Assembly, characterization, and validation of a fluorescence lifetime rigid endoscope for clinical imaging of skin lesions
ROSA, R. G. T. Assembly, characterization, and validation of a fluorescence lifetime rigid endoscope for clinical imaging of skin lesions. 2017. 98 p. Thesis (Doctor Fluorescence based microscopy techniques have been extensively used in biological sciences. The most common approach is the steady-state fluorescence microscopy. Although the said approach is powerful, it often lacks sensitivity to detect several biochemical processes that may indicate relevant conditions of biological tissues. The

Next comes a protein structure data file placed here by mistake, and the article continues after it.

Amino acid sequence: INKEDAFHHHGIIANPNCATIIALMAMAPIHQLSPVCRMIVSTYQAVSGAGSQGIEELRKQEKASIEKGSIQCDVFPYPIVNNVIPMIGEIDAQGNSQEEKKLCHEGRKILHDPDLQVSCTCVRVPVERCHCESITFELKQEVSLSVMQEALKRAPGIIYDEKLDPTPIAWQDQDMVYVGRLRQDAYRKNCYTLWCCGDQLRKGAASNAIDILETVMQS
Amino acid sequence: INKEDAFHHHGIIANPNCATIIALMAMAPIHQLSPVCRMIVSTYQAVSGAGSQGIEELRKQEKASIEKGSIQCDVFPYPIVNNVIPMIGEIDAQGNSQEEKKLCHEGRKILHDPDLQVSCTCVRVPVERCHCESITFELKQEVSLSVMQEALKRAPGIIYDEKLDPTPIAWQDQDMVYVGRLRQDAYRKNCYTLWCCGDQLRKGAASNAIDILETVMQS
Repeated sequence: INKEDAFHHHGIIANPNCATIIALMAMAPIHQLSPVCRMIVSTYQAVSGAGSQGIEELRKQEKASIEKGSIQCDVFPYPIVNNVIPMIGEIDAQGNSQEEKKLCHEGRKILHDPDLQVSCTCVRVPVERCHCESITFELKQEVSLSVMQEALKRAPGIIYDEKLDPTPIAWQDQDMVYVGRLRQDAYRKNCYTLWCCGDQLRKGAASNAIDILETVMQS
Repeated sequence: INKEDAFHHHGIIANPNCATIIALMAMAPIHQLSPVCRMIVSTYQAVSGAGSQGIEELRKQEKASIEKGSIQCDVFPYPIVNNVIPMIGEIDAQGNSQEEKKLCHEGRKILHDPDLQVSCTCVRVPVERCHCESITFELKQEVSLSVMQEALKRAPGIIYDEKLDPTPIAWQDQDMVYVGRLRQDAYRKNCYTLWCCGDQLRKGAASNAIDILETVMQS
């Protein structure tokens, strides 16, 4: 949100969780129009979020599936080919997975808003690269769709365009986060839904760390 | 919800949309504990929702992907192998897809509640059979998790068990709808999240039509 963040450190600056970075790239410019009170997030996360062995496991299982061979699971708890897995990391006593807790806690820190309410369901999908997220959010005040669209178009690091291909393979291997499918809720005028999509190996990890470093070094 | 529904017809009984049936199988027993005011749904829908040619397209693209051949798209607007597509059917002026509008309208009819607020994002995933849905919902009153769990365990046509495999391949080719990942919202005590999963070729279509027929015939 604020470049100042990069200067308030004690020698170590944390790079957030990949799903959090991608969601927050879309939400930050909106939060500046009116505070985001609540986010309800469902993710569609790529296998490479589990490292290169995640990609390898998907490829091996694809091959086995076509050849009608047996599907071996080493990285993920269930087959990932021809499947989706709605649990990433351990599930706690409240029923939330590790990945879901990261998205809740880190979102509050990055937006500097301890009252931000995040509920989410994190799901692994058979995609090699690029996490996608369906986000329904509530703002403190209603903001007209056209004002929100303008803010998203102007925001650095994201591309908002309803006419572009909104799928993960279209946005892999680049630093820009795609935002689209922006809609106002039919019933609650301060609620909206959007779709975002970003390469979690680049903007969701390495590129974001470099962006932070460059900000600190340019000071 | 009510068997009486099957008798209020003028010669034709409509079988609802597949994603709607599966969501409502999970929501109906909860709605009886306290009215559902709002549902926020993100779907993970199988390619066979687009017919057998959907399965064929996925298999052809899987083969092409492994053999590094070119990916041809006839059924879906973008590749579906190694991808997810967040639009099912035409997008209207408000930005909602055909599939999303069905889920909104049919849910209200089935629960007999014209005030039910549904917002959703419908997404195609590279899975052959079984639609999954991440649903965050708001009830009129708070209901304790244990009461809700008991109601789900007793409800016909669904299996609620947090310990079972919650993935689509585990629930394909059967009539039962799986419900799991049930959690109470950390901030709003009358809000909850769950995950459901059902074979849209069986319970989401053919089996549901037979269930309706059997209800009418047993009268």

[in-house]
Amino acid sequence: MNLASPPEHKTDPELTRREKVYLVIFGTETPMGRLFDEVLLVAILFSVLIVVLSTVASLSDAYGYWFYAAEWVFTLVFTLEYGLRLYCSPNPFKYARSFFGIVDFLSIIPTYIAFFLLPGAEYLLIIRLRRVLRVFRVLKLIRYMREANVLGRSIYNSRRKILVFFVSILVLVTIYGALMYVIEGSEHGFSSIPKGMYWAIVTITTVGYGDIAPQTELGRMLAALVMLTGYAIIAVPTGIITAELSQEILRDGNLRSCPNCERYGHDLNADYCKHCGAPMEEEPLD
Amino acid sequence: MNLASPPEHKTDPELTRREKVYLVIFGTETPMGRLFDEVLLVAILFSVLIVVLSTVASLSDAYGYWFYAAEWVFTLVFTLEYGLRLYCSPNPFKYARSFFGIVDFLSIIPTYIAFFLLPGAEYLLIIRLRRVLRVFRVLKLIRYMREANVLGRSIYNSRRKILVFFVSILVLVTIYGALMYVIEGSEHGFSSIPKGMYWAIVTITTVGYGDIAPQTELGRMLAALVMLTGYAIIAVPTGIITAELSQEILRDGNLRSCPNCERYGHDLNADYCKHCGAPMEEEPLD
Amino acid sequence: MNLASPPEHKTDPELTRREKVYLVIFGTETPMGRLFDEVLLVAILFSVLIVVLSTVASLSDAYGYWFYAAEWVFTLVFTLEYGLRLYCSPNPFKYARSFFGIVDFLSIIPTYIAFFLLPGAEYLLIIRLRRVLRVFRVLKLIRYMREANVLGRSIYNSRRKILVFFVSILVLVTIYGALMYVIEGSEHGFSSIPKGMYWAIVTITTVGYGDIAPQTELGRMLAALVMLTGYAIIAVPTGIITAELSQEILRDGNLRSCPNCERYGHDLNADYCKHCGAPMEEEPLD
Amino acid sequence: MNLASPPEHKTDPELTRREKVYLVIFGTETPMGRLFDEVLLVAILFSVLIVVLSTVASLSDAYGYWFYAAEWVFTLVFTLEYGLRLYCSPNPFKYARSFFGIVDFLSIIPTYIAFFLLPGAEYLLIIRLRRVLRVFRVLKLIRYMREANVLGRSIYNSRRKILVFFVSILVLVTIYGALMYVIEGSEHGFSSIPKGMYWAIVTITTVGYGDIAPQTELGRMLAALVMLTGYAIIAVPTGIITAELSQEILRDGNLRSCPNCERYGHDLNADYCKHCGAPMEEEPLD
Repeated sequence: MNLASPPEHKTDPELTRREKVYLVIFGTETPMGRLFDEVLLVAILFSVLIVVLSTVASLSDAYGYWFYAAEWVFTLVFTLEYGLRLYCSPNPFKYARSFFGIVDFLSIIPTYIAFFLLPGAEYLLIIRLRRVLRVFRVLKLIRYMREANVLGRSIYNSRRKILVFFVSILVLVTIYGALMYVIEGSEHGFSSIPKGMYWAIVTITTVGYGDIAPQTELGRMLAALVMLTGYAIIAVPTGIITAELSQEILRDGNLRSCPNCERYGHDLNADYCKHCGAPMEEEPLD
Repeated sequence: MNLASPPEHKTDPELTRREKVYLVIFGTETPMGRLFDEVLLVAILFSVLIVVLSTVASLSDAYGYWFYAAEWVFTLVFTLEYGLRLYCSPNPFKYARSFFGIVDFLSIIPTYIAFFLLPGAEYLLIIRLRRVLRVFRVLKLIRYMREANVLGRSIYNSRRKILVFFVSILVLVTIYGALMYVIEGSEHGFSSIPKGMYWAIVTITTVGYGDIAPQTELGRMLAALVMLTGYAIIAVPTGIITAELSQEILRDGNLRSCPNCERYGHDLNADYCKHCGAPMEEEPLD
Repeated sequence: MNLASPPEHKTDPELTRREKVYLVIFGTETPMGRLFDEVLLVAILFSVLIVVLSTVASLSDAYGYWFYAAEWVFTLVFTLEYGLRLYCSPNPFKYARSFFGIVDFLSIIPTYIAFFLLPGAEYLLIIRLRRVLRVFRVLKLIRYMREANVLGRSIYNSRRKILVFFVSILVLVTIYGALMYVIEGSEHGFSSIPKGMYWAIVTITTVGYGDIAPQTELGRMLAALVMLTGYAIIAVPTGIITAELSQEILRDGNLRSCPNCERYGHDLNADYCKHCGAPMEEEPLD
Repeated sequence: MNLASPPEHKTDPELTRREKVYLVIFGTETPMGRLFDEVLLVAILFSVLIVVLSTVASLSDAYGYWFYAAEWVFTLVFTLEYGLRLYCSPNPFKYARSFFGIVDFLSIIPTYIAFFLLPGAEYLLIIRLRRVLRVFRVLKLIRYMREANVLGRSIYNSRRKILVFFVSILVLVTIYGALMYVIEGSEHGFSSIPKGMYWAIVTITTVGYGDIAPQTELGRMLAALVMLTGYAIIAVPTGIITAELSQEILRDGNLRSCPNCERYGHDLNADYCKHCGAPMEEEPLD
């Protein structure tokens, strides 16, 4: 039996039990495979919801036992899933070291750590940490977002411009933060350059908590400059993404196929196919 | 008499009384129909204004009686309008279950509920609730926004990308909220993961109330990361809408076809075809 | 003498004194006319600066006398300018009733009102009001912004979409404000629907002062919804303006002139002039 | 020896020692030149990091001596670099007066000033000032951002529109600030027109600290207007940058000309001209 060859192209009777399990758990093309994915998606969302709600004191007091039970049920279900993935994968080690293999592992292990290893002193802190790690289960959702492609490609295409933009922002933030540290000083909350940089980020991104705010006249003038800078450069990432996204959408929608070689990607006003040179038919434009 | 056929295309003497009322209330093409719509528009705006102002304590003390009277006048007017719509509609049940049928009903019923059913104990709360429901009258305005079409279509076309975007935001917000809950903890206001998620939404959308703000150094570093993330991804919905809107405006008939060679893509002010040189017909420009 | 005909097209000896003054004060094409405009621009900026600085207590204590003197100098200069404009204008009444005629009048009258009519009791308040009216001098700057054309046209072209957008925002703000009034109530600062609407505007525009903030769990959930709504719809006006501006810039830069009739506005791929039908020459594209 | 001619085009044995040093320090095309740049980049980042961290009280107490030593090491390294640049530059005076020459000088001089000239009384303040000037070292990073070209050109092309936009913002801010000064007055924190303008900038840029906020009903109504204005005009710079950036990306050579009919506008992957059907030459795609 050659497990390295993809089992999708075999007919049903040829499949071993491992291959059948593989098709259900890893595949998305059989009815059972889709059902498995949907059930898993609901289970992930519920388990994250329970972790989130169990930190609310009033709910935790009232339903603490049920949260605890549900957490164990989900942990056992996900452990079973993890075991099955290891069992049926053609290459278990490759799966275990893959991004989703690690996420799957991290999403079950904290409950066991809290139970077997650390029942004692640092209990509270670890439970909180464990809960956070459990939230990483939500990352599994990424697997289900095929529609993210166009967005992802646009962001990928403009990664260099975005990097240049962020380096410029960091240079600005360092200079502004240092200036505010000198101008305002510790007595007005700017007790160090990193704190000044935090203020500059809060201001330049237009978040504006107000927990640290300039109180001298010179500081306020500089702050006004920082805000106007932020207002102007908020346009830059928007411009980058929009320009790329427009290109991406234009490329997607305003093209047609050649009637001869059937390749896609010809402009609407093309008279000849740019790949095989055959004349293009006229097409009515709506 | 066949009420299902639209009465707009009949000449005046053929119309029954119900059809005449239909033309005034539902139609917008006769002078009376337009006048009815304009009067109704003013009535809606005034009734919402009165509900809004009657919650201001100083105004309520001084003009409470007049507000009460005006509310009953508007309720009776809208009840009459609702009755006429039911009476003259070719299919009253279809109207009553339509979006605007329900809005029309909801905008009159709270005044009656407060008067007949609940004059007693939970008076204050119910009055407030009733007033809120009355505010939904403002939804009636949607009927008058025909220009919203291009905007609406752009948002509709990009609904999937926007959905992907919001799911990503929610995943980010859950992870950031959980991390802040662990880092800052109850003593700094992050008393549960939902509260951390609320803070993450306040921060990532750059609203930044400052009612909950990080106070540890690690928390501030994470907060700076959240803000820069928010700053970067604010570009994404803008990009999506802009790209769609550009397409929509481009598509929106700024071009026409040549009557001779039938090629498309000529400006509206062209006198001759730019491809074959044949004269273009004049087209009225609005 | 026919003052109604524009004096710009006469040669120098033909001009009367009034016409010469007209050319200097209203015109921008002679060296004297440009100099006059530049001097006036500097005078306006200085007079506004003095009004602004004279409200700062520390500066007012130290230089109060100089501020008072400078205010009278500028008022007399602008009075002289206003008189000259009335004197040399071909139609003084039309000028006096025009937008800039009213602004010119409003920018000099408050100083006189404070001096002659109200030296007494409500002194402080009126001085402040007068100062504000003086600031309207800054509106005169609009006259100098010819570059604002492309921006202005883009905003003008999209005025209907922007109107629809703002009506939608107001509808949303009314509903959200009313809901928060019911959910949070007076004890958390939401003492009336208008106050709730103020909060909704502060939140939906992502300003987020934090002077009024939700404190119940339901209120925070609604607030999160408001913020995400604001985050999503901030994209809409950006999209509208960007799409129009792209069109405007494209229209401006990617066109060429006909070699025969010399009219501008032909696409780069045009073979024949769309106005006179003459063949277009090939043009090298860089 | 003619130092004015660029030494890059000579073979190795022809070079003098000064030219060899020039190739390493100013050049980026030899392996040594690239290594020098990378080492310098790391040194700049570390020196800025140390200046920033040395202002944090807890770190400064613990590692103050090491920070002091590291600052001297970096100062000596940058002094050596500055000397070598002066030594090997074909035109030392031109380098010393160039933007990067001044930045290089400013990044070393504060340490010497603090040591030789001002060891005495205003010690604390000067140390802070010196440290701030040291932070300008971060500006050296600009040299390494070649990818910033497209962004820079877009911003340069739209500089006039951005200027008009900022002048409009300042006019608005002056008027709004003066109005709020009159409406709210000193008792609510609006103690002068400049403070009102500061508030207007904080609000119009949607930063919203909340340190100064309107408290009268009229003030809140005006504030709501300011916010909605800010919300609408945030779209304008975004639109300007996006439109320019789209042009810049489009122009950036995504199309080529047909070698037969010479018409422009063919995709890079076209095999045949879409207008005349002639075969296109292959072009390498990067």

... fluorescence dynamics analysis not only brings intrinsic information about the tissue, but is also less sensitive to the medium scattering and absorption, and sometimes capable of distinguishing between fluorescent structures with indistinguishable spectra. The intrinsic fluorescence lifetime of biological tissues is usually affected by some clinical conditions, especially when those conditions cause or are correlated with metabolic modifications. Time-resolved spectroscopy techniques can be used to detect those modifications and may be used as a tool to improve the detection and diagnosis rate of such conditions. Fluorescence Lifetime Imaging Microscopy (FLIM) combines the temporal resolution and the microscopy concept, so fluorescence lifetime images can be generated. This technique has a great potential for clinical applications since it may be able to detected lesions and delineate its borders. However, FLIM usually demands a more sophisticated instrumentation than most techniques based on the steady-state approach, what creates a difficulty for moving such a system to a clinical setting. We report the assembly, characterization, validation, and clinical application of a multispectral FLIM system featuring a handheld probe composed of a laser scanning rigid endoscope. The assembled system uses a 355 short pulsed laser as excitation and has three spectral channels, targeting the emission of collagen, NADH, and FAD, which are important endogenous fluorophores. The system acquires images of 8.65 × 8.65 2 areas in ∼ 2.4 . MATLAB codes were written to process the images using a biexponential model and a modified phasor approach. In vivo validation measurements of tumors induced in mice were performed. The system was also validated with in vivo imaging of skin of healthy volunteers. The assembled FLIM system was moved to Hospital Amaral Carvalho, where we performed a pilot clinical study, in which different types of skin lesions were imaged in vivo in a clinical setting. A significant contrast was achieved on seborrheic keratosis, Bowen's disease, and sclerodermiform basal cell carcinoma tumors. These results indicate the potential of this technique for clinical imaging of skin lesions. Keywords: Biophotonics. FLIM. Microscopy. miforme. Esses resultados indicam o potencial desta técnica para o imageamento clínico de lesões de pele.